Things to do in Cordoba
The Evita Fine Arts Museum is housed in
the Ferreyra Palace in Cordoba, Argentina, and the palace is a
beaux arts mansion that was designed by French architect Ernest
Sanson; built for a local important doctor and surgeon named
Juan Ferreyra in 1912 and not finished because of the world war
until 1916. This
particular piece of land was chosen specifically by the doctor
because it sat next to a park called Sarmiento that contained 43
acres of beautiful woods.
Ferreyra had studied in France and England; but stayed
with his wife and seven children in Paris most often.
The doctor had liked the styling of the Hotel Kessler in
Paris that the architectural team at Sanson's had done and
wanted them to design his home in Cordoba.
It is an extraordinary building, in that it was mastered
after the French classicism that was so prevalent during the
17th and 18th centuries in France.
The strict geometrical designs were softened with the
decorations of plants and animals motif that was further
improved with metal and glass coverings over the mansion.
The mansion stayed in the family until 2004, when it
became city property; which in turn renovated the structure into
the Ferreyra Palace Fine Arts Museum and opened in 2007.
Later that year, in December, it was renamed the Evita
Fine Arts Museum in honor of the former first lady, Evita Peron.
There are 12 exhibition halls, library, sculpture garden
and auditorium for 120 seats.
The wonderful collection contains over 500 works of art
that include; Francisco Goya, Emilio Caraffa, Joaquin Sorolla,
Juan Carlos Castingnino, Pablo Picasso, Gustave Courbet, Ricardo
Supisiche, Fernando Fader, Lino Enea Spilimbergo and Emilio
Pettoruti. It also
has traveling exhibits that coming quite often.
National University of Cordoba
This university is the oldest in Argentina, and the second
oldest in the Americas, started in 1610, by the Society of Jesus
for the students in the area.
It was called the Collegium Maximun and was the pinnacle
of intellectual achievement for that era and was the forerunner
of the university it is today.
Later on, while still under Jesuit rule, it became known
as the Colegio Maximo de Cordoba; although it couldn't give out
degrees. In 1621,
Pope Gregory XV gave his approval and an official document was
sent to the colony to give authorization and approval for the
school to confer degrees.
It was then that the country's history of higher
education begun in the land.
In 1767, King Carlos III had the Jesuit priests expelled
and the control was given to the Franciscan order.
Philosophy and theology were the main subjects for the
next century and a half, after being created.
In 1687, secondary schools were started like the Our Lady
of Monserrat that was started by Ignacio Duarte Quiros.
By the end of the 1700s, law classes were started
changing the main focus from theology, and social sciences were
also started. A
problem arose between the Franciscans and the regular clergy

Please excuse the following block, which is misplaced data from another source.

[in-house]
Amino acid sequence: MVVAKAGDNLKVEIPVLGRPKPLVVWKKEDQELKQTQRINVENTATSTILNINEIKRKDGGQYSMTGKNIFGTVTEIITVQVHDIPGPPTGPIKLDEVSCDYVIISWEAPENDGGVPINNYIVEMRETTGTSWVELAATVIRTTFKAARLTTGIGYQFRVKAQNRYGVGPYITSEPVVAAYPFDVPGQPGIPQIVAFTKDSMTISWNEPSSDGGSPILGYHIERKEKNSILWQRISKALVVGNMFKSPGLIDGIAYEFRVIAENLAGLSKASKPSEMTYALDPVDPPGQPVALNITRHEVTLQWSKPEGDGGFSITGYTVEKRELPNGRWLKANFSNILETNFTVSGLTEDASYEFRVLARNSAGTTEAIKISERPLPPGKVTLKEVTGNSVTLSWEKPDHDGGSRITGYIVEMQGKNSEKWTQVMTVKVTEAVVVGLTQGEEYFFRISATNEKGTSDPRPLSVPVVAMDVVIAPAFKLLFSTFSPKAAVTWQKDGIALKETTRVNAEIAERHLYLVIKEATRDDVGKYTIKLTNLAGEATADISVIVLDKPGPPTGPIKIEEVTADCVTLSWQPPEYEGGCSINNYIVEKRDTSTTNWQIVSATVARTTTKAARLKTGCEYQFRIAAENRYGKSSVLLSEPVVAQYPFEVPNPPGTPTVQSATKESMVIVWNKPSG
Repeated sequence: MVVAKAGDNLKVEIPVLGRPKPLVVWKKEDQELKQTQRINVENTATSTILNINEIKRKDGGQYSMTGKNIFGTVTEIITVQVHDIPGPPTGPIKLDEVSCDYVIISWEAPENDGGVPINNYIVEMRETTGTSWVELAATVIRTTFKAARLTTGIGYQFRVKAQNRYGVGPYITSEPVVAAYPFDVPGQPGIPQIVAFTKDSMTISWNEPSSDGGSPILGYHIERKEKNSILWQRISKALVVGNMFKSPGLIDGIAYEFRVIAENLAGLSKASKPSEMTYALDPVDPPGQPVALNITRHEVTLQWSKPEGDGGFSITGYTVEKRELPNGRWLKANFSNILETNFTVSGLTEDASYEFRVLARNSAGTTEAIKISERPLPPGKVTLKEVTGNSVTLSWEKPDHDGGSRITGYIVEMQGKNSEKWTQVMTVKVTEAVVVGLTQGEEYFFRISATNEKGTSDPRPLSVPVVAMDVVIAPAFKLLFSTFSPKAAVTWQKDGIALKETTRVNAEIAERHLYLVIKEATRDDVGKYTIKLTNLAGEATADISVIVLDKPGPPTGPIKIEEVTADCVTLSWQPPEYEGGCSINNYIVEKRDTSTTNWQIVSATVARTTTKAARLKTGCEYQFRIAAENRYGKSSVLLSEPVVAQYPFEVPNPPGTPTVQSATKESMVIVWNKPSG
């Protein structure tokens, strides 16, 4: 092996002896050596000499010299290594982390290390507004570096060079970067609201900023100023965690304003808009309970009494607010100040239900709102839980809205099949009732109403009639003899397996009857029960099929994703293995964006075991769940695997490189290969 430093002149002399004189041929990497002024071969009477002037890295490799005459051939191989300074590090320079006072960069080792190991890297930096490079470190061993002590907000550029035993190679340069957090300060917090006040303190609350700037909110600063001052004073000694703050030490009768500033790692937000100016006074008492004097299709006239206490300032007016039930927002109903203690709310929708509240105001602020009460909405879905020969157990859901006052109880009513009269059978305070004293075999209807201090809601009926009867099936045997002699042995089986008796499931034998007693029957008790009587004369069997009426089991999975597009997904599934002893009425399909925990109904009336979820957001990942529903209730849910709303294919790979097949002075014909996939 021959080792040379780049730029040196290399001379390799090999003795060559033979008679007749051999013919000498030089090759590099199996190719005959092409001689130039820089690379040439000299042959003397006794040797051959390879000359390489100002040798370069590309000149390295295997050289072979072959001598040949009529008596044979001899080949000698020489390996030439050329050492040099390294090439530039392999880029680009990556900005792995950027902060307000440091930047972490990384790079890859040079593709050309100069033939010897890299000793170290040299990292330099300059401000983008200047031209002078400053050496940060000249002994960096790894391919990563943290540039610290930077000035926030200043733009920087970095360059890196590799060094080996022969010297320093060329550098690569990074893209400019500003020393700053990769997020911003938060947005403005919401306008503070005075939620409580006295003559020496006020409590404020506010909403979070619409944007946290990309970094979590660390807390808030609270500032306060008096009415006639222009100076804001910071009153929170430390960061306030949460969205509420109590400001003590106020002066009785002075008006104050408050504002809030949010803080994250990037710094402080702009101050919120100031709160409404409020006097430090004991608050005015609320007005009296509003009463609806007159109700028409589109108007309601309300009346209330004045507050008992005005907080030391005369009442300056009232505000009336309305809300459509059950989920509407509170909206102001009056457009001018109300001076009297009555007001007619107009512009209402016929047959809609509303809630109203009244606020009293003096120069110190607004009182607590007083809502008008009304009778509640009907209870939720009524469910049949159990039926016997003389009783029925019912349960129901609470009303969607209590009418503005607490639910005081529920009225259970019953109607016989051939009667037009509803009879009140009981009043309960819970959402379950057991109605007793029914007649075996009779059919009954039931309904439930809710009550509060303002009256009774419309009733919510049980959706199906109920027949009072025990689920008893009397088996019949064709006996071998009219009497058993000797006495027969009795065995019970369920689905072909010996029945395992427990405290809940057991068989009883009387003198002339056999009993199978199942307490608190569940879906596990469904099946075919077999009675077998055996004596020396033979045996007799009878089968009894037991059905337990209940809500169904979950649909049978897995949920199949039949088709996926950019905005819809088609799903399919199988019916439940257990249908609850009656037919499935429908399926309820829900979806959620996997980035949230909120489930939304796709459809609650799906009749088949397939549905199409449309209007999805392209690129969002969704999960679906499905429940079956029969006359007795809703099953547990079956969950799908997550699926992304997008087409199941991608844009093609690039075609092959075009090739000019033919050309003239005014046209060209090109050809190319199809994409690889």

about the course of the college, when the king stepped in and
made it a new college called Royal University of Saint Charles
and Our Lady of Monserrat.
This created a school with the dual title of royal and
pontifical with a Monsignor Gregorio Funes becoming the
president and the regular clergy taking control.
The monsignor brought many new changes to the school and
more subjects. The
May Revolution started in 1810, and the new regime gained
control of the university but they let the monsignor stay as
in 1820, parts of the school were sent to other parts of the
country, because of the chaos that was gripping the country; but
in the mid 1800s, a new constitution was ratified that decided
what the political scope of the country would become.
There were two universities in the nation at the time,
with the one at Buenos Aires being created in 1821, and both
were eventually nationalized and under government control.
In 1864, the study of theology was dropped and the
sciences were increased with the Academy of Exact Sciences and
the Astronomical Observatory.
The school of Medicine was created in 1877 and by 1886,
all universities were under law that decided how the bylaws
could be changed or amended.
Plaza San Martin
The main plaza in Cordoba was built over 400 years ago and is a
very popular place for the locals to gather for whatever reason
they feel like. It
is the place of many fairs, exhibitions with a cathedral, 17th
century cabildo that was used as a police station and the statue
of General San Martin.
The heart of the city where walkways cross the plaza with
people always coming or going to work or other areas of
interest. There are
numerous trees that grow within the plaza, but none more
spectacular than the palo borracho or drunken stick that is
bulging and covered with thorns.
Also the jacaranda with its brilliant purple blossoms
that come alive in the spring.
The equestrian statue of the general faces west towards
Pasaje Santa Catalina between the old city hall and cathedral.